fort to find out whether the ticket was good; The ninth clause is: "Unless all the con- that he disputed the plaintiff's words; that ditions on this ticket are fully complied with, his manner was rude and insulting, and he it shall be void.” “I hereby agree to all the wound up by confiscating the ticket, and diconditions of the above contract. (Signed] J. | recting his porter to see that the plaintiff got M. Boling, Purchaser. Witness: J. A. Glas- off the train at Pacific; that when they sey, Selling Agent. Date of sale March 20th, reached Pacific the porter came and got her 1900."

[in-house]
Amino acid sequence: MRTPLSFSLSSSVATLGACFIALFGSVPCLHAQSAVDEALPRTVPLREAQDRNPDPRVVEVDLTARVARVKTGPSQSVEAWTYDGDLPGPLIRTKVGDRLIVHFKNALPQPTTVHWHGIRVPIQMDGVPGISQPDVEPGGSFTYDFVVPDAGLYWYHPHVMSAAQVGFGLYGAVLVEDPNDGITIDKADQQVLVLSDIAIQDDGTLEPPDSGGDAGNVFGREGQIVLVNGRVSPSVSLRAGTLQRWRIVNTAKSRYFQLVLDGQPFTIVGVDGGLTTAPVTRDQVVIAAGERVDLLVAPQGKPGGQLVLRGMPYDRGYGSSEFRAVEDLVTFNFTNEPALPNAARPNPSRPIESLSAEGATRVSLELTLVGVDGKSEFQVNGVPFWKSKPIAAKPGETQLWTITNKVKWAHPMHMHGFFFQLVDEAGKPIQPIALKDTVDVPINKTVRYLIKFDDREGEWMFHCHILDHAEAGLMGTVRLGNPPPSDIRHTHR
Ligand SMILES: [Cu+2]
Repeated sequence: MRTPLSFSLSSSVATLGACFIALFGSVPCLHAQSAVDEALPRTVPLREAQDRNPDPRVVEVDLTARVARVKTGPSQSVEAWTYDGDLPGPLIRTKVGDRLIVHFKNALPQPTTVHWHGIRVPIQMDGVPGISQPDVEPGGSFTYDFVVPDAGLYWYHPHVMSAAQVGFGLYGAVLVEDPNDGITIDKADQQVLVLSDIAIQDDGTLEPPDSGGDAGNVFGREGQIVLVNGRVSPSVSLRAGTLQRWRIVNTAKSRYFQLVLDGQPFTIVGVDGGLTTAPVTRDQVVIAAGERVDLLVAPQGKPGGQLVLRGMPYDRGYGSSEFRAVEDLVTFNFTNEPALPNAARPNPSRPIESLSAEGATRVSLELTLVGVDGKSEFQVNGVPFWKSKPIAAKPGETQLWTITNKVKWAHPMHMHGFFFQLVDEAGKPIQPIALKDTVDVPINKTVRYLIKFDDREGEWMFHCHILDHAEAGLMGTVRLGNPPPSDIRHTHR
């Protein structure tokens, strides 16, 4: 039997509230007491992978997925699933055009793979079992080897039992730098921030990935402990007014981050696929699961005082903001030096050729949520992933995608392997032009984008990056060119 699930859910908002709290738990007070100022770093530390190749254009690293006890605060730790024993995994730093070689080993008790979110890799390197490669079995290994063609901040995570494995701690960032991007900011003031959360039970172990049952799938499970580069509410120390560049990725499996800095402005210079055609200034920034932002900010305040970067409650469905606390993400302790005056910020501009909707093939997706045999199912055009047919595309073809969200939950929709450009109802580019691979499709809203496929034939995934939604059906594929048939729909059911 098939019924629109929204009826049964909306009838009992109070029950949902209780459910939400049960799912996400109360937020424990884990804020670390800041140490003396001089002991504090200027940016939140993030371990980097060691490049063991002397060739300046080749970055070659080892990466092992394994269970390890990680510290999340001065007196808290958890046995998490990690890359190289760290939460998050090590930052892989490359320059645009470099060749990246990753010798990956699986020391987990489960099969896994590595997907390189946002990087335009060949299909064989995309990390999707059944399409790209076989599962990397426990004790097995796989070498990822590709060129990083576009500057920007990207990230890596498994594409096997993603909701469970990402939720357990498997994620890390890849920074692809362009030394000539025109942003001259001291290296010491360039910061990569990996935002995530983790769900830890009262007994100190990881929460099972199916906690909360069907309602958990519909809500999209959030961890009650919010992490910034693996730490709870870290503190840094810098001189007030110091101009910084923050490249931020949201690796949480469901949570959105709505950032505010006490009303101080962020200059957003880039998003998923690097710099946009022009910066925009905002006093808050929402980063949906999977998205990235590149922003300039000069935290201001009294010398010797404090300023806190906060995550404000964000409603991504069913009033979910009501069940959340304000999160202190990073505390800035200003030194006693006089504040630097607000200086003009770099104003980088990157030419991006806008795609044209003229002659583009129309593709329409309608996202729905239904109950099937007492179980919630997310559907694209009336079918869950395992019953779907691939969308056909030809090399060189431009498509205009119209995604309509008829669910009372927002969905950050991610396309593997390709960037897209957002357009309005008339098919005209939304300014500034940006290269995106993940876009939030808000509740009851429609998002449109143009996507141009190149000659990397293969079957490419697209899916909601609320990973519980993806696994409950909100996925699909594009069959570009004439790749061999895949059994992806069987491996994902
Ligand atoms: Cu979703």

grips, and told her this was the place to get The plaintiff commenced her journey from off, and that she, her sister, and little niece Joplin on the 20th of March, 1900, and arriv- got off the train and went into the station ed in Chickamauga, Ga., on the 22d, as in- at Pacific, and plaintiff purchased a ticket dicated by punched marks on the left-hand to Monett, and she and her sister and little margin of the ticket. On arriving at Chick- girl took the next train, and arrived at Moamauga, Ga., on the 22d of March, and in- nett at the same time and made the same tending to visit relatives some 12 miles in connections for her home in the Territory the country, and near Kingston, on another that she would have made, bad she remainrailroad, leading into Chattanooga, Tenn., ed on the train on which she first started. and not wishing to return by way of Chick- On the part of the defendant, the conductor, a mauga, she inquired of the station agent of Gillis, testified that he refused to take the the Chickamauga, Rome & Southern Rail- ticket because it had expired according to road (the last road over which she traveled the limitations printed thereon, and that to Chickamauga) if she could be identified when he took it he gave her a receipt, and and have her ticket stamped by him at that explained to her fully that the rules of the time so that she would not have to return to company prevented him from permitting her Chickamauga for that purpose when she got to ride on the ticket, and that she must pay ready to return to her home, in the Indian her fare, and, if she did not have the money Territory. He assured her that she could, to do so, he would take her baggage check